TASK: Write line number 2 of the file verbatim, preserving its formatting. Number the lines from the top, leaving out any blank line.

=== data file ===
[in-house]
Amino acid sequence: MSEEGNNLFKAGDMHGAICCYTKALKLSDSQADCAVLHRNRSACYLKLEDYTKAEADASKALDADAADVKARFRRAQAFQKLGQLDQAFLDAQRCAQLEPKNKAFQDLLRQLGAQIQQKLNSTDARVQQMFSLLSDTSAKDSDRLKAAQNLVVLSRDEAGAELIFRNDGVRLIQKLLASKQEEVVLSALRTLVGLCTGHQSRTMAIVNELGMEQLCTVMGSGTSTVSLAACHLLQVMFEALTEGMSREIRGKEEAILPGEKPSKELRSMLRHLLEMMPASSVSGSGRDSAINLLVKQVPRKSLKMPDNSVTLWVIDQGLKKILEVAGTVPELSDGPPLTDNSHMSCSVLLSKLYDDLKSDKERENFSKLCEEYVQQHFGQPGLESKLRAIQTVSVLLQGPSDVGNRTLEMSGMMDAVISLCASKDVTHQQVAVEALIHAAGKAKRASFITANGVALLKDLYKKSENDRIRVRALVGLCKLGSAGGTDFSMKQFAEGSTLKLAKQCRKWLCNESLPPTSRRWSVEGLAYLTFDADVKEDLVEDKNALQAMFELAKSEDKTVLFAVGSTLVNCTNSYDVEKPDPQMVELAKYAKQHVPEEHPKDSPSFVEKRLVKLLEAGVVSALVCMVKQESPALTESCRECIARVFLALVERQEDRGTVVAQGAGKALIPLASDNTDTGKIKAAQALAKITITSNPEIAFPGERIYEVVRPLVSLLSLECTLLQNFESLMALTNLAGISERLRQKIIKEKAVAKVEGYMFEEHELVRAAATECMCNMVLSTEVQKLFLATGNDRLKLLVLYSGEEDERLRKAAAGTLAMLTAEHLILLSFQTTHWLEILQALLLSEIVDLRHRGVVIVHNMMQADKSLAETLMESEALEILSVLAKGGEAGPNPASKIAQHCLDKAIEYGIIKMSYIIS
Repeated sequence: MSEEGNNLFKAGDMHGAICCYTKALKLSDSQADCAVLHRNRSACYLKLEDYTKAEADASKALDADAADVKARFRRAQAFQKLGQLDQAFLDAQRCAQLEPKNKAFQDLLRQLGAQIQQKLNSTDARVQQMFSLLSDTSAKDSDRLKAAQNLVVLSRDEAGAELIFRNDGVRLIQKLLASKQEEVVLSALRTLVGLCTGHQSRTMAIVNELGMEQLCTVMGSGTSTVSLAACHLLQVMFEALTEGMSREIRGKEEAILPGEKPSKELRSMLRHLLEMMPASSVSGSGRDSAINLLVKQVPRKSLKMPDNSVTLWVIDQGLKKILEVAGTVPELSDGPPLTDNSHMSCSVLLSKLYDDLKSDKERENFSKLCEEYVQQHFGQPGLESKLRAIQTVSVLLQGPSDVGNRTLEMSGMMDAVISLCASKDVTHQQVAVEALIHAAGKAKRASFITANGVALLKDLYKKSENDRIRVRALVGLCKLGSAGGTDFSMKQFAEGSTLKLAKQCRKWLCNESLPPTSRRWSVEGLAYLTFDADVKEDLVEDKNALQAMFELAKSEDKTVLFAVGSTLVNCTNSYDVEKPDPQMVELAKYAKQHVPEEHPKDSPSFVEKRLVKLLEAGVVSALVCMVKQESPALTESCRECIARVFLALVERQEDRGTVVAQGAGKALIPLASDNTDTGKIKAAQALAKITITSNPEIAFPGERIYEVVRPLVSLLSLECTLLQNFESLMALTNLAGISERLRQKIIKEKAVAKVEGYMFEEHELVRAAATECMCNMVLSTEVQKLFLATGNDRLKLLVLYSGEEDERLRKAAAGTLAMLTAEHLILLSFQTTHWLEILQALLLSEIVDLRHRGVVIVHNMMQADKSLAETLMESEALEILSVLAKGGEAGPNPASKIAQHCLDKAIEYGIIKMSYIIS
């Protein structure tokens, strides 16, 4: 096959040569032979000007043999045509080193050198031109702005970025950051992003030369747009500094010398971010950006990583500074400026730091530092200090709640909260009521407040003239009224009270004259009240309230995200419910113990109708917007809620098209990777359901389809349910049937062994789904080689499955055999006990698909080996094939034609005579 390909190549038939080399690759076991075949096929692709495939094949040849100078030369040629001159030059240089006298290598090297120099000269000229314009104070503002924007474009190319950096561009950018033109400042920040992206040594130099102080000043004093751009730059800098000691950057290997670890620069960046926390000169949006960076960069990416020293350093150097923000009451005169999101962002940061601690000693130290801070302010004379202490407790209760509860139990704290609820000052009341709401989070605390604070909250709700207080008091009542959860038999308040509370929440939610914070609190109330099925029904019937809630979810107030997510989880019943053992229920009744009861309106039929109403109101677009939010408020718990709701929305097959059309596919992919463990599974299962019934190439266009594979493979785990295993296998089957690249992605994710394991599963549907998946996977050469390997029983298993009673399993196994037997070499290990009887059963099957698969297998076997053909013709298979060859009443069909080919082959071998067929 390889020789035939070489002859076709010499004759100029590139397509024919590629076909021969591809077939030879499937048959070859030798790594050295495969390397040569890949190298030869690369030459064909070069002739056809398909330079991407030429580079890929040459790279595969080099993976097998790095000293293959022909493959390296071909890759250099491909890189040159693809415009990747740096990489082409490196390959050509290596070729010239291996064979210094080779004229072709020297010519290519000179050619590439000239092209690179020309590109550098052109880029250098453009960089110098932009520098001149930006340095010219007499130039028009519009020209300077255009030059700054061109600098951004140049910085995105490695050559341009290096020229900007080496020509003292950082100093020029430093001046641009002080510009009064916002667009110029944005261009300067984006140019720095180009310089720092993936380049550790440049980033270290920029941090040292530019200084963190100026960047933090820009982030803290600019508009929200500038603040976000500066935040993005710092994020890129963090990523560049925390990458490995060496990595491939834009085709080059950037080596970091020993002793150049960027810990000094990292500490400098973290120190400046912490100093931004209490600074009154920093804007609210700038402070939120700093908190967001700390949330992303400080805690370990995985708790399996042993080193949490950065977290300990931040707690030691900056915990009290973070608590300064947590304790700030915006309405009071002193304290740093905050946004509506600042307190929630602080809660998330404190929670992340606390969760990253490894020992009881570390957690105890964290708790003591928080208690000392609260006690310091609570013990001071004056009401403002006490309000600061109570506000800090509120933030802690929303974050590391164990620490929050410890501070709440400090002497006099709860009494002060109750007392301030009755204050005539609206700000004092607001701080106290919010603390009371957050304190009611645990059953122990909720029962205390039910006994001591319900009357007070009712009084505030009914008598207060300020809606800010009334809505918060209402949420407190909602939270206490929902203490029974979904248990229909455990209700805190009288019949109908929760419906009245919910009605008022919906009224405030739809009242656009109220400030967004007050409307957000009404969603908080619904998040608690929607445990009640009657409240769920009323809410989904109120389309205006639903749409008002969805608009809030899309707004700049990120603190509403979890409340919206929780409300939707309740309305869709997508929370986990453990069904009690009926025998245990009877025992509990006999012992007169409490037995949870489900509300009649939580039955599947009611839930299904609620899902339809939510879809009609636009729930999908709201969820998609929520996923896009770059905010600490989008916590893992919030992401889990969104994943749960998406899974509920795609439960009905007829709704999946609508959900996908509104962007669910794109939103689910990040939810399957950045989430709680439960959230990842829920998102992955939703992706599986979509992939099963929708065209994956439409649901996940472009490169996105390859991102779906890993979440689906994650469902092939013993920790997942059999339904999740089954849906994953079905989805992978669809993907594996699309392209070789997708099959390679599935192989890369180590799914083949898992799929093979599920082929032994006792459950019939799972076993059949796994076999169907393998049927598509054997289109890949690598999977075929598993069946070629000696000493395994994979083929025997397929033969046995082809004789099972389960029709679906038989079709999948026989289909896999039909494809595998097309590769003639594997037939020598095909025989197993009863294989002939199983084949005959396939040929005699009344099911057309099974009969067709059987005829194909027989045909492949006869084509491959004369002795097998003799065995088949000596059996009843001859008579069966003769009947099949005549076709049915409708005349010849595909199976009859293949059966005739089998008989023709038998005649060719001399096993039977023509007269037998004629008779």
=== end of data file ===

Amino acid sequence: MSEEGNNLFKAGDMHGAICCYTKALKLSDSQADCAVLHRNRSACYLKLEDYTKAEADASKALDADAADVKARFRRAQAFQKLGQLDQAFLDAQRCAQLEPKNKAFQDLLRQLGAQIQQKLNSTDARVQQMFSLLSDTSAKDSDRLKAAQNLVVLSRDEAGAELIFRNDGVRLIQKLLASKQEEVVLSALRTLVGLCTGHQSRTMAIVNELGMEQLCTVMGSGTSTVSLAACHLLQVMFEALTEGMSREIRGKEEAILPGEKPSKELRSMLRHLLEMMPASSVSGSGRDSAINLLVKQVPRKSLKMPDNSVTLWVIDQGLKKILEVAGTVPELSDGPPLTDNSHMSCSVLLSKLYDDLKSDKERENFSKLCEEYVQQHFGQPGLESKLRAIQTVSVLLQGPSDVGNRTLEMSGMMDAVISLCASKDVTHQQVAVEALIHAAGKAKRASFITANGVALLKDLYKKSENDRIRVRALVGLCKLGSAGGTDFSMKQFAEGSTLKLAKQCRKWLCNESLPPTSRRWSVEGLAYLTFDADVKEDLVEDKNALQAMFELAKSEDKTVLFAVGSTLVNCTNSYDVEKPDPQMVELAKYAKQHVPEEHPKDSPSFVEKRLVKLLEAGVVSALVCMVKQESPALTESCRECIARVFLALVERQEDRGTVVAQGAGKALIPLASDNTDTGKIKAAQALAKITITSNPEIAFPGERIYEVVRPLVSLLSLECTLLQNFESLMALTNLAGISERLRQKIIKEKAVAKVEGYMFEEHELVRAAATECMCNMVLSTEVQKLFLATGNDRLKLLVLYSGEEDERLRKAAAGTLAMLTAEHLILLSFQTTHWLEILQALLLSEIVDLRHRGVVIVHNMMQADKSLAETLMESEALEILSVLAKGGEAGPNPASKIAQHCLDKAIEYGIIKMSYIIS